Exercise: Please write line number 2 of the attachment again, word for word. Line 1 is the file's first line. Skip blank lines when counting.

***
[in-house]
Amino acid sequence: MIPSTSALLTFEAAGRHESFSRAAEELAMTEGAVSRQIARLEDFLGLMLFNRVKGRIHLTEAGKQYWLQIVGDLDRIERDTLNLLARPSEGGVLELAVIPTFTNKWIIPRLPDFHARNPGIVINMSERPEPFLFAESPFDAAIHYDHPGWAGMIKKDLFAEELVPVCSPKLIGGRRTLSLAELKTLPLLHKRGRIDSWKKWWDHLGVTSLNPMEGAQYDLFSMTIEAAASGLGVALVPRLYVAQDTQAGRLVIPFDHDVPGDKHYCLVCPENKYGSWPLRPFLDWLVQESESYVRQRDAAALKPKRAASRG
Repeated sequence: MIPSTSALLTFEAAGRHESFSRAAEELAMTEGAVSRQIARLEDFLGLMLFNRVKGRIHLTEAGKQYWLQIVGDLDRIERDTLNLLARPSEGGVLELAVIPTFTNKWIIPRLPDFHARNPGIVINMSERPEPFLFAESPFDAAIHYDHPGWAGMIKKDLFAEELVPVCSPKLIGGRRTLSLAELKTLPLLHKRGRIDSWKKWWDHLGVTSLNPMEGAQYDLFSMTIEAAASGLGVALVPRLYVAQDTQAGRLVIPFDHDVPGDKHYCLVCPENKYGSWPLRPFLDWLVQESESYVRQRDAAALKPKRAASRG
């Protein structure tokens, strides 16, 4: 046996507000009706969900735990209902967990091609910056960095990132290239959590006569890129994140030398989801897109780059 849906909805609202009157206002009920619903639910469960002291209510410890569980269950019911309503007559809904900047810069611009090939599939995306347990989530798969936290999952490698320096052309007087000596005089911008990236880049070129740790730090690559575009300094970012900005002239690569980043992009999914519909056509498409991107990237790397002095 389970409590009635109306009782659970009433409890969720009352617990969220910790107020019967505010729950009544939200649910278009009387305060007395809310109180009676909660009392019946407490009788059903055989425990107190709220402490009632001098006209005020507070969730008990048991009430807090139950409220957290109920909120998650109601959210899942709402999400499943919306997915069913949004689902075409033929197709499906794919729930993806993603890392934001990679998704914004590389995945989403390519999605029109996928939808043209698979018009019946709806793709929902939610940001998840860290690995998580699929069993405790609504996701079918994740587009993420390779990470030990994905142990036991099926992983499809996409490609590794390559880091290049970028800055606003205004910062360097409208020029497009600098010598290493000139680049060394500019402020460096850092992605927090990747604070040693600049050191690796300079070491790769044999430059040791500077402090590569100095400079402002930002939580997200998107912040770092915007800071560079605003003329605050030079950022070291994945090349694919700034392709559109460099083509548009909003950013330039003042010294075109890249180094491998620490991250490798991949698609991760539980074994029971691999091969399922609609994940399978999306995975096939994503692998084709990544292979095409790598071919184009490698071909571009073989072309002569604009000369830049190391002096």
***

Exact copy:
Amino acid sequence: MIPSTSALLTFEAAGRHESFSRAAEELAMTEGAVSRQIARLEDFLGLMLFNRVKGRIHLTEAGKQYWLQIVGDLDRIERDTLNLLARPSEGGVLELAVIPTFTNKWIIPRLPDFHARNPGIVINMSERPEPFLFAESPFDAAIHYDHPGWAGMIKKDLFAEELVPVCSPKLIGGRRTLSLAELKTLPLLHKRGRIDSWKKWWDHLGVTSLNPMEGAQYDLFSMTIEAAASGLGVALVPRLYVAQDTQAGRLVIPFDHDVPGDKHYCLVCPENKYGSWPLRPFLDWLVQESESYVRQRDAAALKPKRAASRG